It was an early morning drive up to Sydney through some very heavy rain to drop the co driver off at the Sydney Quilt Show at the Darling Harbour Exhibition Centre.
Then I drove further north another ninety minutes to Umina on the Central Coast and Stirl's place.
We headed over to Patonga which is a small village near the mouth of the Hawkesbury River just before it empties into Broken Bay. There is a nice pub here overlooking the beach which serves an OK lunch and good beer.
The Hawkesbury is one of the major rivers of the coastal region of New South Wales. It and its tributaries virtually encircle the metropolitan region of Sydney and is dammed in many places to provide the city's water supply.

Later that evening, the co driver arrived by train and we settled down to a good dinner of roast lamb and vegetables and followed by strawberries and ice cream all washed down with some Knappstein Riesling and Bird in Hand Tempranillo.
After breakfast the next morning, we were on the road to the Hunter Valley, one of Australia's well known vineyard regions. We decided to take the Great Northern Road which follows the old convict road north instead of the Freeway. It's always a nice drive through some pretty farming land as well as some rugged sandstone gorges. Remnants of the convicts' work is still to be seen. Relics such as stone retaining walls, culverts, bridges and buttresses can still be seen along the entire length of the road, most hewn out of the sandstone by pick and shovel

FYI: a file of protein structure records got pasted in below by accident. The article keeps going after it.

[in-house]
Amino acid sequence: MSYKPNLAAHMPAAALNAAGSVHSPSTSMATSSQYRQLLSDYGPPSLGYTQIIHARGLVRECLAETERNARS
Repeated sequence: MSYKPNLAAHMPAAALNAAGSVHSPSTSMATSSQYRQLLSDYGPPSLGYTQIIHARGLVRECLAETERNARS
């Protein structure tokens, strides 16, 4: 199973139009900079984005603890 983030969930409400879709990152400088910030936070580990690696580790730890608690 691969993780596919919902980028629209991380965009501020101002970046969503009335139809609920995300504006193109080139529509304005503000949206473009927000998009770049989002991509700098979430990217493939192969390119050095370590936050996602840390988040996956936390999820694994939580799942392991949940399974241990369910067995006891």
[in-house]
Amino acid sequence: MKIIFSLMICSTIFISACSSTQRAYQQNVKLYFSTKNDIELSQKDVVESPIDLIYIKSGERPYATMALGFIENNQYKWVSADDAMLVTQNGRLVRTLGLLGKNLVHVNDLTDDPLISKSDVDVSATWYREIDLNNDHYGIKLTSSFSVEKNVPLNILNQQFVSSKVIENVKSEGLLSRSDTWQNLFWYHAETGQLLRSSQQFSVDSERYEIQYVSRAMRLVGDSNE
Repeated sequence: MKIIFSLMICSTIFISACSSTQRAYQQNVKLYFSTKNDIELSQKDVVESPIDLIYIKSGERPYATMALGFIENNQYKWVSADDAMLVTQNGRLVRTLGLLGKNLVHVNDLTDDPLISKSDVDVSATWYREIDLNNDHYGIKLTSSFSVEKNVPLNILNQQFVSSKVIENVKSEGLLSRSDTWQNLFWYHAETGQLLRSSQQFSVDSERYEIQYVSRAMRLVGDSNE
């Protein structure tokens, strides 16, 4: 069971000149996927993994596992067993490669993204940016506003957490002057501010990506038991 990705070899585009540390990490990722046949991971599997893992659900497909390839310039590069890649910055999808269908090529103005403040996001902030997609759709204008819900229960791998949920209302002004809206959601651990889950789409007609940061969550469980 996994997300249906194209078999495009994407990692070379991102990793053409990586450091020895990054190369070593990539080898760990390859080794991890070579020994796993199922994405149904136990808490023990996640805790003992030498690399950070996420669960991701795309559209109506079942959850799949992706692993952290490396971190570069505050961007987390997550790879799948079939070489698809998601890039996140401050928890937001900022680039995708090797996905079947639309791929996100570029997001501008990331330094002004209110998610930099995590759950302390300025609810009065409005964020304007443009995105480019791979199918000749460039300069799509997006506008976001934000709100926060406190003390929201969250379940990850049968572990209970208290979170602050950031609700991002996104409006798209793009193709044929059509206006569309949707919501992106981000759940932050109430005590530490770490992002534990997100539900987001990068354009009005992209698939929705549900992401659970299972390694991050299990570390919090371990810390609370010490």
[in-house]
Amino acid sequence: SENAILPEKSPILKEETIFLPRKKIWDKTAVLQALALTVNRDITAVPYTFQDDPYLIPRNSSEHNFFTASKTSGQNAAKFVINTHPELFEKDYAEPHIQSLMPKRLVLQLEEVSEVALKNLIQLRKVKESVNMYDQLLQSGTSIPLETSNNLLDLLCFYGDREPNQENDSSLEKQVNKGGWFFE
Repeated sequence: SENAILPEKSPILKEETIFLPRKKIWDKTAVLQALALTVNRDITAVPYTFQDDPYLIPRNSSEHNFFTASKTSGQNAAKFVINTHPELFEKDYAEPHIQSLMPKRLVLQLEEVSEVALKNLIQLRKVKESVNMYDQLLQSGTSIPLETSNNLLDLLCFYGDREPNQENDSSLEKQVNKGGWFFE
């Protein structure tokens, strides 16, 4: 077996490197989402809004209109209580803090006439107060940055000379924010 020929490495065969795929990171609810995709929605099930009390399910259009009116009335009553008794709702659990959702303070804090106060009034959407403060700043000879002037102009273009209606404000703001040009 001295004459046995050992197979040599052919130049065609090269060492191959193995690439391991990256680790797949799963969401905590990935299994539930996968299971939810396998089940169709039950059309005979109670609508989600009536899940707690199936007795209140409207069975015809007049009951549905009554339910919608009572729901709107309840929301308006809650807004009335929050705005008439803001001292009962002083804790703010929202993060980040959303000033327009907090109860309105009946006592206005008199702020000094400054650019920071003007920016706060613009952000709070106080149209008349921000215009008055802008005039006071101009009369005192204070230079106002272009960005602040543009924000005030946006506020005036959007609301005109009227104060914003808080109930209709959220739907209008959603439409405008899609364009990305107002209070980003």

Our first stop was at Wollombi for coffee.

The establishment of this township was directly connected with the construction and importance of the Great Northern Road. Wollombi is pretty small these days but has a number of 19th-century sandstone buildings and timber slab constructed cottages and sheds in a narrow valley junction containing Wollombi Brook and Congewai Creek.